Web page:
I bought tickets for some HKIFF screenings but used
a pass for others -- which meant that I only got in
after ticket holders and if the screening wasn't sold out
Blind Massage (Mainland China-France, 2014)
- From the Galas program
- Lou Ye, director
- Starring: Qin Hao, Guo Xiaoding, Huang Xuan, Mei Ting, Zhang Lei, etc.
For those who don't know already: Asian films won big at the Berlin International Film Festival earlier this year, with mainland Chinese works doing particular well. Of the three mainland Chinese films that featured in the official competition, Black Coal, Thin Ice came away with the Golden Bear and the Best Actor Silver Bear (for Liao Fan) while Blind Massage's cinematographer, Zeng Jian, was awarded a Silver Bear for outstanding artistic contribution.
On the face of it, it may seem ironic, even weird, that a drama about a group of blind masseurs would possess award-winning visuals. But Zeng Jian's genius lies in his having incorporated depictions of the world the way that people who are visually challenged -- but not 100 per cent blind -- perceived it along with the sort of views of the world that sighted people possess.
Also technically impressive is the use of sound in this film, including in a sequence when there's a blackout in the building that houses the blind massage center. In addition, I found the decision to go for a cast that included blind as well as sighted actors and actresses to be interesting -- and to have strengthened the drama's semi-documentary feel.
On the other hand, two elements got in the way of Blind Massage coming across as a thoroughly realistic depiction of blind people who found employment as masseurs. The first and lesser factor is the inclusion of an actor and actress who are too good-looking to pass for ordinary folk in Qin Hao and Mei Teng (with my familiarity with the latter by way of her having also appeared in Dante Lam's Unbeatable causing her presence in the film to be unduly distracting). The second and bigger factor comes from the drama's director and his scripwriter spouse being too fixated on showing (blind) people being unhappy, to the extent that the work becomes way too emotionally unbalanced.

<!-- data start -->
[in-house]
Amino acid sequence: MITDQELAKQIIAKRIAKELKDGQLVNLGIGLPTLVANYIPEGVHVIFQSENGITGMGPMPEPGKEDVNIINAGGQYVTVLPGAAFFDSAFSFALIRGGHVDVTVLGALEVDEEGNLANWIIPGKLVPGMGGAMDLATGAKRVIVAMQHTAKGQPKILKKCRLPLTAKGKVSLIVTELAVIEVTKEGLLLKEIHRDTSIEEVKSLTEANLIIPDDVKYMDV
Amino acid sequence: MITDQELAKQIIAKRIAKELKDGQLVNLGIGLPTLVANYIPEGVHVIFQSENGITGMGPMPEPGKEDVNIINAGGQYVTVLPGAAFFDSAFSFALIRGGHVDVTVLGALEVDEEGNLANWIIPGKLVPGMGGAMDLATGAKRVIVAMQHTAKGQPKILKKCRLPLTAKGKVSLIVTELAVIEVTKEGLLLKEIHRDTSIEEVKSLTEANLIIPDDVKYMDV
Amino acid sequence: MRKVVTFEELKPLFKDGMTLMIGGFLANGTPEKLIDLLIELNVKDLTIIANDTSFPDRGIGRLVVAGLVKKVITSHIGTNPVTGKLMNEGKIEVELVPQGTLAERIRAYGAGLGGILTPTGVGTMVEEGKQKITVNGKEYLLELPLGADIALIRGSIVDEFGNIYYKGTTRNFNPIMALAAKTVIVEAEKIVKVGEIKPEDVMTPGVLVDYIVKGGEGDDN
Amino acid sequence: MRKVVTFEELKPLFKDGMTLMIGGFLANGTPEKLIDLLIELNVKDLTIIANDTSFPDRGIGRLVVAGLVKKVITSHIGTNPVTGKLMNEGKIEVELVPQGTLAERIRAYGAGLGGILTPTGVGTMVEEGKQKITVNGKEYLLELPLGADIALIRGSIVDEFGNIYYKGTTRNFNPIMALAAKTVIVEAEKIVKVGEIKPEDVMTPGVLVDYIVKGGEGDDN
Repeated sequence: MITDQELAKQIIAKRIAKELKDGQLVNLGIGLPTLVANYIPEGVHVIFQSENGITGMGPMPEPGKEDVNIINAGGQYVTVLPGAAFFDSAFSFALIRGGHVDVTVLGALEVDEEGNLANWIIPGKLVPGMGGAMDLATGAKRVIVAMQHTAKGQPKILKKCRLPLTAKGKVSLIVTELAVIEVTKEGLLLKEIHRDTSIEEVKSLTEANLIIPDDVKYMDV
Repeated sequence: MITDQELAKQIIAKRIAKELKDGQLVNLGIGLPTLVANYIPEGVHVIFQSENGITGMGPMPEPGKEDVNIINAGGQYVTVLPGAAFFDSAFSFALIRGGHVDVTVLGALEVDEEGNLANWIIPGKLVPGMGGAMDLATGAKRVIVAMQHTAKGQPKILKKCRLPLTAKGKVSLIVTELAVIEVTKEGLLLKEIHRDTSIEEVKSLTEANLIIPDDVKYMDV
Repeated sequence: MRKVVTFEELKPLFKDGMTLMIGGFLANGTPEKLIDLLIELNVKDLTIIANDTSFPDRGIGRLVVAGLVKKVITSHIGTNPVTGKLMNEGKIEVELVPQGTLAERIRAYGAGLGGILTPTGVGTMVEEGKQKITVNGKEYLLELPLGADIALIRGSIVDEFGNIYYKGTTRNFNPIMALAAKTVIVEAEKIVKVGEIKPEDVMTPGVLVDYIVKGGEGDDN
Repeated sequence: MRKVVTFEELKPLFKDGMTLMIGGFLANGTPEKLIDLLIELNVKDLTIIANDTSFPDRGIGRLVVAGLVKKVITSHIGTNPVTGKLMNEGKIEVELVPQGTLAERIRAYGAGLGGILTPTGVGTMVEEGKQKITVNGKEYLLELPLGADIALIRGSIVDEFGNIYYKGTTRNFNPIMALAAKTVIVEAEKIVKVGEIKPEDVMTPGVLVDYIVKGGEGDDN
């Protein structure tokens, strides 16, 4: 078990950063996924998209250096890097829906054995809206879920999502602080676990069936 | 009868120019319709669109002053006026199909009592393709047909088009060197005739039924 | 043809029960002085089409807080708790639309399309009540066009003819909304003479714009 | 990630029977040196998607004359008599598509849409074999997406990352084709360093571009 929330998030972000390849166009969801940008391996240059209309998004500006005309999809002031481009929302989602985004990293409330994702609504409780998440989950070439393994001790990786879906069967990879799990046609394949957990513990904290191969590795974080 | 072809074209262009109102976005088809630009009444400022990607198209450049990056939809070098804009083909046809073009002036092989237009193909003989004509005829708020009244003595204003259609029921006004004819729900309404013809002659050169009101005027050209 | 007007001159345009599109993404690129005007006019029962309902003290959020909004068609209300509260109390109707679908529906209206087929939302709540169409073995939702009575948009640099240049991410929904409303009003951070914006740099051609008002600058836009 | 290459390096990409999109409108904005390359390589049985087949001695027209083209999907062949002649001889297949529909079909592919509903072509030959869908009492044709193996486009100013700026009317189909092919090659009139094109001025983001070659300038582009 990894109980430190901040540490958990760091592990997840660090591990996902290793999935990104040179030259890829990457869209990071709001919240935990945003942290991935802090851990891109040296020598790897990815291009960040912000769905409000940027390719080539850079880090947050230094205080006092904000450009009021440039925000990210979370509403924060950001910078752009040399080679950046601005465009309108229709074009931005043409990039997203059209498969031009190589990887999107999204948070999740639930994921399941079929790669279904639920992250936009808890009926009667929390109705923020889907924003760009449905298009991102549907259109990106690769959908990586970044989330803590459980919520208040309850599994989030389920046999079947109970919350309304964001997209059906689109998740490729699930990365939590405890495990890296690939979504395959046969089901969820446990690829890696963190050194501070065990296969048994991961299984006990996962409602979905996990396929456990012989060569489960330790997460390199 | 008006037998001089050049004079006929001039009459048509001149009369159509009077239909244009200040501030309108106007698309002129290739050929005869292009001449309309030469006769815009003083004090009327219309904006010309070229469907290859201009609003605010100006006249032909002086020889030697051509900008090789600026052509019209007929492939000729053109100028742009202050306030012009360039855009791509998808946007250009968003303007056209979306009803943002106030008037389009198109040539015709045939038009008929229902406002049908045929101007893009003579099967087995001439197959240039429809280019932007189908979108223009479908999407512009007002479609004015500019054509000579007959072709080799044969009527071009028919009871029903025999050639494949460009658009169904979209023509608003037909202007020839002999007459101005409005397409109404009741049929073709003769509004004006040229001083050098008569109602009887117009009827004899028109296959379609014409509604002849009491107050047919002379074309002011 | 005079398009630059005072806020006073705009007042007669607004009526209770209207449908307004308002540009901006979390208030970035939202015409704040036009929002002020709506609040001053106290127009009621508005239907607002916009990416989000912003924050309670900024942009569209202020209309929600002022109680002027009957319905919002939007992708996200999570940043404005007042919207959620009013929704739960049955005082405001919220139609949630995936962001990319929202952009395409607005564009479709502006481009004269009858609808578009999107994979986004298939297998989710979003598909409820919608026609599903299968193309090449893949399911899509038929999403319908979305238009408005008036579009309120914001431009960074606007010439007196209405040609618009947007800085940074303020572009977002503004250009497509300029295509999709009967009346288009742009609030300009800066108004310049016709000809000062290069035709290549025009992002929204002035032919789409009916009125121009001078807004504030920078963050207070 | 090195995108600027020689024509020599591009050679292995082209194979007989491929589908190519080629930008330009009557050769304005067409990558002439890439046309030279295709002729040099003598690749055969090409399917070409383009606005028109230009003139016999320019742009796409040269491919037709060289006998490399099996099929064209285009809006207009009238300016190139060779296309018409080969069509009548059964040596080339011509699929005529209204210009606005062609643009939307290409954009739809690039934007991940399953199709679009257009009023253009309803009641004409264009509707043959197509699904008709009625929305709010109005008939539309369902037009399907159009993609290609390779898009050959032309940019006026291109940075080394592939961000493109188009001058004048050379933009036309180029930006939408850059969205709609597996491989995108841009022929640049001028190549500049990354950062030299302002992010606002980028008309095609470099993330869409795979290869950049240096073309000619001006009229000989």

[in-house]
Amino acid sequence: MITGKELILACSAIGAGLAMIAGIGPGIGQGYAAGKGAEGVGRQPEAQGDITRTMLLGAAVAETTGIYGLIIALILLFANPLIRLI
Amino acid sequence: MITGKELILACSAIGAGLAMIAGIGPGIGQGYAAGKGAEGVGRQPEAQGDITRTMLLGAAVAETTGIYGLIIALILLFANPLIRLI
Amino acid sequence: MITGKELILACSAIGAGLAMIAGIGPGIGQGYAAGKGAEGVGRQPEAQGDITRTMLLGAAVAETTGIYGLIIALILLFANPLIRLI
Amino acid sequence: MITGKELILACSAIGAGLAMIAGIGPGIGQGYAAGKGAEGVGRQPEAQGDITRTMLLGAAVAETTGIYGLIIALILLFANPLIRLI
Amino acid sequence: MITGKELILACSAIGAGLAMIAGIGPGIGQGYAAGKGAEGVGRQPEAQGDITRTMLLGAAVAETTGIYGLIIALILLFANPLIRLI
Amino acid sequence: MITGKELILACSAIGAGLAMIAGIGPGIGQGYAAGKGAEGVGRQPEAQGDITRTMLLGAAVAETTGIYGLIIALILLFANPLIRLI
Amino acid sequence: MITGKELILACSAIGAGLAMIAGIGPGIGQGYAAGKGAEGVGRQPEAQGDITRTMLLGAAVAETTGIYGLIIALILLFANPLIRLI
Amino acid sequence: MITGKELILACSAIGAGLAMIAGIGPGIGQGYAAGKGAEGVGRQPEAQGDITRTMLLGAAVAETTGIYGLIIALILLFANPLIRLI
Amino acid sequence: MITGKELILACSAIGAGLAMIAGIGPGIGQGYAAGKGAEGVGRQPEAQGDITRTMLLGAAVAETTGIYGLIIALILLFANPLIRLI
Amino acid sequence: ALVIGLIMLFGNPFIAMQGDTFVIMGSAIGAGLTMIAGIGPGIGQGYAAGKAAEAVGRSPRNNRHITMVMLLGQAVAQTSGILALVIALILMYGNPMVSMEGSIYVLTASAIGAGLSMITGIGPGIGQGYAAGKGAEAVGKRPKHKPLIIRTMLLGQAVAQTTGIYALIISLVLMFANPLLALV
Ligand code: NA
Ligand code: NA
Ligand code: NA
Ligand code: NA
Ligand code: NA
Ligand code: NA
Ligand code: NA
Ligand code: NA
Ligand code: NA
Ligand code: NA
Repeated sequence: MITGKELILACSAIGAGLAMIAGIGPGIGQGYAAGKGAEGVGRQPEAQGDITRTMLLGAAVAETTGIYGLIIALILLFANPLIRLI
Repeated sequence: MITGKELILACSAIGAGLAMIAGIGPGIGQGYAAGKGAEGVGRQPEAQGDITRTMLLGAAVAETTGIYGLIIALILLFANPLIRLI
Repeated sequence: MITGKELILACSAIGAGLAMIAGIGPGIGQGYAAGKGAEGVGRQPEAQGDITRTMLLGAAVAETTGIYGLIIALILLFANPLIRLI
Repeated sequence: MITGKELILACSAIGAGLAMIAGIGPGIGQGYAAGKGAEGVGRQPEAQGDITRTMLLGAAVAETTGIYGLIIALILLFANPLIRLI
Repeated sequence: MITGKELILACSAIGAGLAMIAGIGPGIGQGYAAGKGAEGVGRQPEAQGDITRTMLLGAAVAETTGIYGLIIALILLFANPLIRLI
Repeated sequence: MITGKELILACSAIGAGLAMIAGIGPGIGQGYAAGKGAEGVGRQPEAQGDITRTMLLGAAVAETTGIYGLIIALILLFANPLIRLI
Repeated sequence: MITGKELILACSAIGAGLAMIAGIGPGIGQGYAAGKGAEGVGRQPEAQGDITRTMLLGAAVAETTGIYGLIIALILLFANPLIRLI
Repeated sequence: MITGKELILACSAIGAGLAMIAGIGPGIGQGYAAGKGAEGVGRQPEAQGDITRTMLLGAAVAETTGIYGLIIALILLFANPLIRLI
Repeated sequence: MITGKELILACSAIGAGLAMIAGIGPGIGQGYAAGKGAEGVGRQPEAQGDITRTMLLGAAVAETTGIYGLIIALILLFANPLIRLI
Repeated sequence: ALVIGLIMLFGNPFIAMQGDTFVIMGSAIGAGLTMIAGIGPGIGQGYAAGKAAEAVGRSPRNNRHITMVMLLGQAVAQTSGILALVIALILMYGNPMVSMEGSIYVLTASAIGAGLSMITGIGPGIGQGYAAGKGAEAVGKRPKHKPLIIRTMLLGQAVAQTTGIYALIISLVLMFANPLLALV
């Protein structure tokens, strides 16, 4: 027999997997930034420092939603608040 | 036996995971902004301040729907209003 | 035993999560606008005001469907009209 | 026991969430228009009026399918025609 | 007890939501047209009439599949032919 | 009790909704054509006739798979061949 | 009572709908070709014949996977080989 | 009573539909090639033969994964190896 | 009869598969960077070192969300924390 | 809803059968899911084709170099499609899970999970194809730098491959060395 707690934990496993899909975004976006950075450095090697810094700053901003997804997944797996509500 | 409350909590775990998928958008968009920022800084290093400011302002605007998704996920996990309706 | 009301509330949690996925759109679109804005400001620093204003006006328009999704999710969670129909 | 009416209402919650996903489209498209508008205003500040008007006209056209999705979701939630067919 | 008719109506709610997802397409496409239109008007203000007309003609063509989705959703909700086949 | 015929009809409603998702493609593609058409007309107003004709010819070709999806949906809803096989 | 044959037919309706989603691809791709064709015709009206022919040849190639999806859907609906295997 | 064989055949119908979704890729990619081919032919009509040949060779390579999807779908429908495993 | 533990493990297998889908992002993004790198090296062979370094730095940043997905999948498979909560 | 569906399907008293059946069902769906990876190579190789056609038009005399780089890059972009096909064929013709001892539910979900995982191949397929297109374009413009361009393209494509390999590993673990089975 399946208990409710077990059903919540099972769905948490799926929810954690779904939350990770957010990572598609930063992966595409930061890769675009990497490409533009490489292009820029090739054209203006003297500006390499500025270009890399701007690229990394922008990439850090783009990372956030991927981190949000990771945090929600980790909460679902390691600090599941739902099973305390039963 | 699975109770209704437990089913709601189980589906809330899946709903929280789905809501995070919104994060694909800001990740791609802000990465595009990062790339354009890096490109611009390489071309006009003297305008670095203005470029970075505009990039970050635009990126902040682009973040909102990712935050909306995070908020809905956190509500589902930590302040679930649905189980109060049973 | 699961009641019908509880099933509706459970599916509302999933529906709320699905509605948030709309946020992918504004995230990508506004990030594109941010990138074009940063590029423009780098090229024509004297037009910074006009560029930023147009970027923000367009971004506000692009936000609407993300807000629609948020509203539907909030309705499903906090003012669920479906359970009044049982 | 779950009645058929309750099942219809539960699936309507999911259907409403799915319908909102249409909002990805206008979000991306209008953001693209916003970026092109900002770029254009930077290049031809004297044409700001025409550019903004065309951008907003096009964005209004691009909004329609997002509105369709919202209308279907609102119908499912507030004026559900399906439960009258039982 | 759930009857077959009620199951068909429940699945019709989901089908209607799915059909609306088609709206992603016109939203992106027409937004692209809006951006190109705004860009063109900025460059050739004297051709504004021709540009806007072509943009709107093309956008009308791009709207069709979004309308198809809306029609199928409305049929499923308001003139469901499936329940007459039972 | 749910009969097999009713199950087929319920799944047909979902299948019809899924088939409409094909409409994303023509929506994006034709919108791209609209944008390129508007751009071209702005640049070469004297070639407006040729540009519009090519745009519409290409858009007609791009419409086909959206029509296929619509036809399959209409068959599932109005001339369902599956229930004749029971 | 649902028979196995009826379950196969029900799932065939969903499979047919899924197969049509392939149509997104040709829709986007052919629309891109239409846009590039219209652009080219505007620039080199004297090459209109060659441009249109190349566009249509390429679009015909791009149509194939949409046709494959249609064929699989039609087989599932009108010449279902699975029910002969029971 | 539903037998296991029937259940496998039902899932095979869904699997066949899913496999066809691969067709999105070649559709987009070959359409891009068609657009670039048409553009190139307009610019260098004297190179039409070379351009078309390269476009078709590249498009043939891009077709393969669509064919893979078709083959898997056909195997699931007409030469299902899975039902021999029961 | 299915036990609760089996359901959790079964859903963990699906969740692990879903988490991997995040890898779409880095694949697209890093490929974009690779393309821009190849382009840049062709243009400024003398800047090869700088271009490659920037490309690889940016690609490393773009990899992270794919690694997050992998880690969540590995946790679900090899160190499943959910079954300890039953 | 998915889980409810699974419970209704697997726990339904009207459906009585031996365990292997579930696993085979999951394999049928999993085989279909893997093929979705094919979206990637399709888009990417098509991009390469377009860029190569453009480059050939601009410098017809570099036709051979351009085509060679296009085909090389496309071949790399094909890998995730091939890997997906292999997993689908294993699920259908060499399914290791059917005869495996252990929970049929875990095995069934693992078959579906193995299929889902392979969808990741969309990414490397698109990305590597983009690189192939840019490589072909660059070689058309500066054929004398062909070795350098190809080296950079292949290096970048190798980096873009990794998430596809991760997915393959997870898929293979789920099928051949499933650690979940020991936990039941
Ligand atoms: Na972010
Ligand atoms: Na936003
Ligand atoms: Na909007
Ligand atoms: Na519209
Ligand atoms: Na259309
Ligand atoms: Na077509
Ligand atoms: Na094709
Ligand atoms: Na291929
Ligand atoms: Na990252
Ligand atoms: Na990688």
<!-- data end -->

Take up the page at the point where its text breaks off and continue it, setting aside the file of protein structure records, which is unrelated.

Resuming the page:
Put alternatively: I realize that blind people have difficulties and problems that sighted people don't. However, I also am sure that they are capable of leading lives that are happy and fulfilling. On a related note: certain of the blind characters are Blind Massage are depicted being lustful in ways that make them seem more like brutes than 'regular' human beings. Something else that I couldn't help noticing was how the film focuses on the unhappier members of the blind massage center rather than those who appear to have fewer problems in their lives.
I remember a director telling me some years back that it's easier to make interesting films about troubled, unhappy people than untroubled, happy folks. But Lou Ye really does appear to have gone out of his way to go for a darker (no pun intended) portrayal of the lives of blind masseurs, even while, via a voiceover, the film's audience is told that the story was set in the golden age of blind massage!
The result, at least for me, is a work that's got a lot going for it technically but is not only dramatically less interesting than it otherwise could have been and also not an easy watch. Perhaps most damningly, I can't shake off the feeling that the decision to emphasize the unpleasantness of these blind Chinese people's lives was motivated by a sense that doing so would make it more attractive to international film festival audiences, the way that I've often felt was the case with Chen Kaige and Zhang Yimou's critically acclaimed -- but not shown at home -- earlier works.
My rating for this film: 6.5